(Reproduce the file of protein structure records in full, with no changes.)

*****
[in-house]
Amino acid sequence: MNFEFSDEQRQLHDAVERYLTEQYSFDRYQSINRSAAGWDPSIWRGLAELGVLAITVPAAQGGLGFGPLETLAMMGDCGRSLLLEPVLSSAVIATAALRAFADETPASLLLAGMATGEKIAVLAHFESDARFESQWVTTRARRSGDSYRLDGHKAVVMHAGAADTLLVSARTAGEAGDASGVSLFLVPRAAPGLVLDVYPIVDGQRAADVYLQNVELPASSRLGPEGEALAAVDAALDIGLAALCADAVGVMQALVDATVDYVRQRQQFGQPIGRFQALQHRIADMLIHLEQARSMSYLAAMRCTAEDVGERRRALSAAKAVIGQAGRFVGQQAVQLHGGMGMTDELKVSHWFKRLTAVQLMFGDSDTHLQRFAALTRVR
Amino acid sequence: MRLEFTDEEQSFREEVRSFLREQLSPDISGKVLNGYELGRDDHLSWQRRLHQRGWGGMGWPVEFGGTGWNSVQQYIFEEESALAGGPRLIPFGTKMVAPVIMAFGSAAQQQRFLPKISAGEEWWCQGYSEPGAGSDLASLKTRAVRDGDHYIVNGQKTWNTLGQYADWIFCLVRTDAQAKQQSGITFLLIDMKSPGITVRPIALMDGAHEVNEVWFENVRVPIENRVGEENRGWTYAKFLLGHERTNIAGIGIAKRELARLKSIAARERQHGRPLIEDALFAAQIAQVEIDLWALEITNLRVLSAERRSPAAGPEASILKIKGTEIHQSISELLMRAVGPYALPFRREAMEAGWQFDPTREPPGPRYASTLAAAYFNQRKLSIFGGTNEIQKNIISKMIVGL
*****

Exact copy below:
[in-house]
Amino acid sequence: MNFEFSDEQRQLHDAVERYLTEQYSFDRYQSINRSAAGWDPSIWRGLAELGVLAITVPAAQGGLGFGPLETLAMMGDCGRSLLLEPVLSSAVIATAALRAFADETPASLLLAGMATGEKIAVLAHFESDARFESQWVTTRARRSGDSYRLDGHKAVVMHAGAADTLLVSARTAGEAGDASGVSLFLVPRAAPGLVLDVYPIVDGQRAADVYLQNVELPASSRLGPEGEALAAVDAALDIGLAALCADAVGVMQALVDATVDYVRQRQQFGQPIGRFQALQHRIADMLIHLEQARSMSYLAAMRCTAEDVGERRRALSAAKAVIGQAGRFVGQQAVQLHGGMGMTDELKVSHWFKRLTAVQLMFGDSDTHLQRFAALTRVR
Amino acid sequence: MRLEFTDEEQSFREEVRSFLREQLSPDISGKVLNGYELGRDDHLSWQRRLHQRGWGGMGWPVEFGGTGWNSVQQYIFEEESALAGGPRLIPFGTKMVAPVIMAFGSAAQQQRFLPKISAGEEWWCQGYSEPGAGSDLASLKTRAVRDGDHYIVNGQKTWNTLGQYADWIFCLVRTDAQAKQQSGITFLLIDMKSPGITVRPIALMDGAHEVNEVWFENVRVPIENRVGEENRGWTYAKFLLGHERTNIAGIGIAKRELARLKSIAARERQHGRPLIEDALFAAQIAQVEIDLWALEITNLRVLSAERRSPAAGPEASILKIKGTEIHQSISELLMRAVGPYALPFRREAMEAGWQFDPTREPPGPRYASTLAAAYFNQRKLSIFGGTNEIQKNIISKMIVGL